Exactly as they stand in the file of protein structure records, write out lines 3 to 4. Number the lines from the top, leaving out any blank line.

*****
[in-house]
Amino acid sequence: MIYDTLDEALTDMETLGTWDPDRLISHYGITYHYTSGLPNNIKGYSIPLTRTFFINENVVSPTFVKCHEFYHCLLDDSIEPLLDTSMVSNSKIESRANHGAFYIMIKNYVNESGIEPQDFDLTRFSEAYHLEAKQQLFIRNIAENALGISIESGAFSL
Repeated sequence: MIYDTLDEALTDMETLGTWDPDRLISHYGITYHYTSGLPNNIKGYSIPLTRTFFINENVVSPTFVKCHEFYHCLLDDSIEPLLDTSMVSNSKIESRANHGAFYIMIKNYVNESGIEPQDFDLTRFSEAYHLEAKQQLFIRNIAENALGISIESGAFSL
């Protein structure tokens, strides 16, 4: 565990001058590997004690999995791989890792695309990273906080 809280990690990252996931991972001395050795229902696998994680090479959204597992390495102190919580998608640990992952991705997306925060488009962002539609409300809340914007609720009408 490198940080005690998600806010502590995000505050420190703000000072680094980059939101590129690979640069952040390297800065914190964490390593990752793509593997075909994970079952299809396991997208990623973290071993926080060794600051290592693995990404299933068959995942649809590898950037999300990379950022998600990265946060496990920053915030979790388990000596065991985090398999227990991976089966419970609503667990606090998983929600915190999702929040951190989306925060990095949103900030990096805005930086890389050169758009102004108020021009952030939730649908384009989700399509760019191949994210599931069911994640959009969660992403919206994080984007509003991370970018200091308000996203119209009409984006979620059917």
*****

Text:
Repeated sequence: MIYDTLDEALTDMETLGTWDPDRLISHYGITYHYTSGLPNNIKGYSIPLTRTFFINENVVSPTFVKCHEFYHCLLDDSIEPLLDTSMVSNSKIESRANHGAFYIMIKNYVNESGIEPQDFDLTRFSEAYHLEAKQQLFIRNIAENALGISIESGAFSL
């Protein structure tokens, strides 16, 4: 565990001058590997004690999995791989890792695309990273906080 809280990690990252996931991972001395050795229902696998994680090479959204597992390495102190919580998608640990992952991705997306925060488009962002539609409300809340914007609720009408 490198940080005690998600806010502590995000505050420190703000000072680094980059939101590129690979640069952040390297800065914190964490390593990752793509593997075909994970079952299809396991997208990623973290071993926080060794600051290592693995990404299933068959995942649809590898950037999300990379950022998600990265946060496990920053915030979790388990000596065991985090398999227990991976089966419970609503667990606090998983929600915190999702929040951190989306925060990095949103900030990096805005930086890389050169758009102004108020021009952030939730649908384009989700399509760019191949994210599931069911994640959009969660992403919206994080984007509003991370970018200091308000996203119209009409984006979620059917």